... The Norrises spend 14 days driving, four days resting
Somewhere in northeastern Pennsylvania.
"Hey Sweetie, let's dump this load of tourists and make a little hay back at
the stable ..." This is Charleston, South Carolina, which is our choice for most
beautiful city in America.
Even in mid winter, there is subtle color and jazzy designs everywhere.
While the South is heavy into farming, that's not to say there's no industry. This
scene is in Georgetown, South Carolina, on the edge of the Atlantic.
No, no earthquake -- it was built that way. It is one of some half dozen theater
buildings in Myrtle Beach -- there's always a show or six going on. There's a
boardwalk, a ferris wheel -- and a rather inane sign that says if a tsunami hits,
get off the beach.
The South has a social problem -- those old homes and farms that have been abandoned
over the years, perhaps dilapidated -- yet rich with history -- especially family
history. Several towns are facing the problem now, for some old places are
considered dangerous or an eyesore. So far there seems to be no one solution to the
situation. Ironically, this photo was taken on the shores of the Delaware River, in
Pennsylvania. The difference between regions (north and south) is the cost of land.
The major problem stems not in the aesthetics, but in the tax situation. If the old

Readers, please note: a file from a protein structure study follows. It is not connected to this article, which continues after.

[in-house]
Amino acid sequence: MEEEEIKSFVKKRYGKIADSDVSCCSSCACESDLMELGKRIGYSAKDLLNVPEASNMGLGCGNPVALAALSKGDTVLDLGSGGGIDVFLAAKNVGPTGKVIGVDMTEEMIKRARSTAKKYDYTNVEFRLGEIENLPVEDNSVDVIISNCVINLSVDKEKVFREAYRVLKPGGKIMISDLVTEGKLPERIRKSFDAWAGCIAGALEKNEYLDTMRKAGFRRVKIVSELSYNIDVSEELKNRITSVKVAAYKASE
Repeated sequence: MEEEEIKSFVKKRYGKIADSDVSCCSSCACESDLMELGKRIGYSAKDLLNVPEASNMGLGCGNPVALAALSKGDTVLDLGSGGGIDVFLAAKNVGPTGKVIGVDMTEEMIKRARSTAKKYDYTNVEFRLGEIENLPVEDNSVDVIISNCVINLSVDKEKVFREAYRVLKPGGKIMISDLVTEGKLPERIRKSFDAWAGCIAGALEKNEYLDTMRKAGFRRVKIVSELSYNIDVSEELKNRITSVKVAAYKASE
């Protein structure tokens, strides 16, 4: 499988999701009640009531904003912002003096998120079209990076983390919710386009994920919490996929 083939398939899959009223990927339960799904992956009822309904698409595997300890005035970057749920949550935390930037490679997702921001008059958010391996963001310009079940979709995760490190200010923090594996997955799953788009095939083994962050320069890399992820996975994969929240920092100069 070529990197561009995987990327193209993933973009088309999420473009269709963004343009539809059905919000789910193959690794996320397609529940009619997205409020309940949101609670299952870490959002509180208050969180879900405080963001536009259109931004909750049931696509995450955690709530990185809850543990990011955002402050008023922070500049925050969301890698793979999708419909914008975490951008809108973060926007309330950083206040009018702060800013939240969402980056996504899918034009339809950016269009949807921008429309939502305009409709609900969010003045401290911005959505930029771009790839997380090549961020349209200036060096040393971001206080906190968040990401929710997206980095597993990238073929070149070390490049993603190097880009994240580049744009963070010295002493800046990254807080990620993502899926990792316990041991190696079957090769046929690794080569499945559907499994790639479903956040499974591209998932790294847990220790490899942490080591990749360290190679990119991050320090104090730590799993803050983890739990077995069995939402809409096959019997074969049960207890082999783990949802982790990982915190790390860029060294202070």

places are occupied, there are taxes to pay. But if they reach an age where housing
live people becomes dangerous, and they are abandoned, then who pays the town tax,
or the county tax or possibly the state tax?
We saw where, in several cases, the fields surrounding these old places are still
being tilled -- in fact, we saw some where the furrows came right up to the walls of
the old buildings. It seems that if the county were to tax that property, it would
be as farmland, which carries a relatively low rate. Still, the tax has to be paid.
We also assume that, in some cases, philanthropic history groups have joined the
fray, probably with varying results.
Strange as it may seem, this is downtown Charleston, South Carolina, on an icy-cold
February morning. The temperature had dropped to 27 degrees, and this homeowner
failed to turn off his outdoor fountain. Which goes to prove that the South isn't
always the sunny South. At the right is Lorry Norris, wife of retired journalist Don
Norris, of Southern extraction -- and a guy who loves hot boiled peanuts. The only
place he can find such delicacies is below the Mason-Dixon line; so in their
travels, the pair visited some dozen "Food Lion" supermarkets -- and bought 40 cans
of boiled peanuts -- four at a time. The couple's two daughters also enjoy this
A beautiful sculpture highlights the entrance to the Cape Fear Aquarium, some 40
miles south of Wilmington. At the right is a residential neighborhood in Georgetown,
SC. Note the oak-shaded peaceful scene -- with only one car in sight.
Architecture from the 1800s highlights the city of Charleston. It is a gorgeous,
small city, full of history. It is, in fact, the site of the first battle of the